LITTLE ROCK — Talking to delay boredom on the treadmill, the conversation at the gym bounced around from golf to old friends to current events.
This day, one of the kibitzers mused about a poll to determine the greatest Arkansas-born athlete and how some worthy folks were excluded because of the social climate when we were in high school.
One man mentioned Eddie Miles and Elijah Pitts and somebody else contributed Bobby Mitchell, superb athletes who had no chance to play on a big stage in Arkansas because of their skin color.
In those days, dime stores in downtown Little Rock had separate water fountains for “white” and “colored” and I’m ashamed to admit being a wide-eyed sophomore who watched from afar as six blacks were denied access to North Little Rock High School.
Long forgotten, those details bubbled up while reviewing credentials of the Razorbacks most likely to be added to the Southwest Conference Hall of Fame during the next 24 months or so.
For skill and significance, offensive guard Leotis Harris is high on the list.
He was a sophomore when Arkansas averaged a school record 320.3 yards per game and won a share of the SWC championship and a senior when the Razorbacks completed an 11-1 season with an Orange Bowl victory over Oklahoma.
After his senior season, Harris became the Razorbacks’ first black All-American football player.
“It’s a great legacy for me and my family, and for African-Americans period,” he said in 2010.
Miles, Pitts, Mitchell and others would have been stars at Arkansas, but the SWC did not have an African-American football player on scholarship until Jerry Levias entered SMU in 1965. Jon Richardson broke the barrier at Arkansas, playing in 1970-72.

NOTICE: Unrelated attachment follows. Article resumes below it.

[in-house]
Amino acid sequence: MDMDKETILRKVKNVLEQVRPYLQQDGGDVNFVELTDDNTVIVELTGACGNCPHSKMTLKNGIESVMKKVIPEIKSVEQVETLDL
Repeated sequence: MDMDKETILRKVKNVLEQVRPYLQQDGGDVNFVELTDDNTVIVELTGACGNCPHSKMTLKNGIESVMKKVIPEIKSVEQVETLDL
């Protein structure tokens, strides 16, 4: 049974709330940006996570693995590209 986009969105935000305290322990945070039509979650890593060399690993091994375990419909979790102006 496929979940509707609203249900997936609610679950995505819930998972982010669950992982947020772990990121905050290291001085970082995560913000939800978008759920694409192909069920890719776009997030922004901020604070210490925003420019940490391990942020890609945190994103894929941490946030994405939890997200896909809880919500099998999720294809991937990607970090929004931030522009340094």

Years before the climate began to change, Miles, Pitts, Mitchell, and other Arkansas-born African-Americans succeeded at the professional level.
Growing up, I heard about Miles, who played at Jones High School, maybe then two miles from campus. Even when all-black schools received little media attention, word got around about a shooter who averaged 18, 25, 30, and 32 points per game in an era when a three-pointer included a free throw.
Recruited by about 50 schools, Miles chose Seattle University because NBA All-Star Elgin Baylor played there. Seventh in the nation in scoring his senior year and the fourth pick in the 1963 draft, Miles averaged more than 13 points per game during nine years in the NBA before a career-ending injury.
Pitts came along earlier and I don’t remember knowing the Arkansas connection until he lined up at running back for the Green Bay Packers in the 1960s. Born in Mayflower, he played at Little Rock’s Philander Smith College, a school that dropped football soon after Pitts departed.
Green Bay drafted him in 1961 after hearing about him and acquiring a game film from what is now Arkansas-Pine Bluff. During Pitts’ decade at Green Bay, the Packers won five NFL championships and two Super Bowls. He scored twice in the first Super Bowl and is in the Packers’ Hall of Fame.
Mitchell left Hot Springs for the University of Illinois in the 1950s and I learned of his roots because he was in the Cleveland backfield with my favorite player, Jim Brown.
Mitchell, who held the world record in the hurdles for a few days in 1958 and had an eye on the 1960 Olympics, opted for football when Cleveland coach Paul Brown offered him $7,000.
He averaged a club record 5.4 yards per carry at Cleveland and caught a team-high 45 passes in 1960. From an Arkansas perspective, it is ironic that he became Washington’s first African-American player in 1962. Moved to wide receiver, he led the league with 72 catches in his first of seven seasons in Washington. Inducted into the NFL Hall of Fame in 1983, his career totals include 521 receptions and 91 touchdowns, including eight on kick returns.
Harry King is a sports columnist. His email is HLeonK42@gmail.com.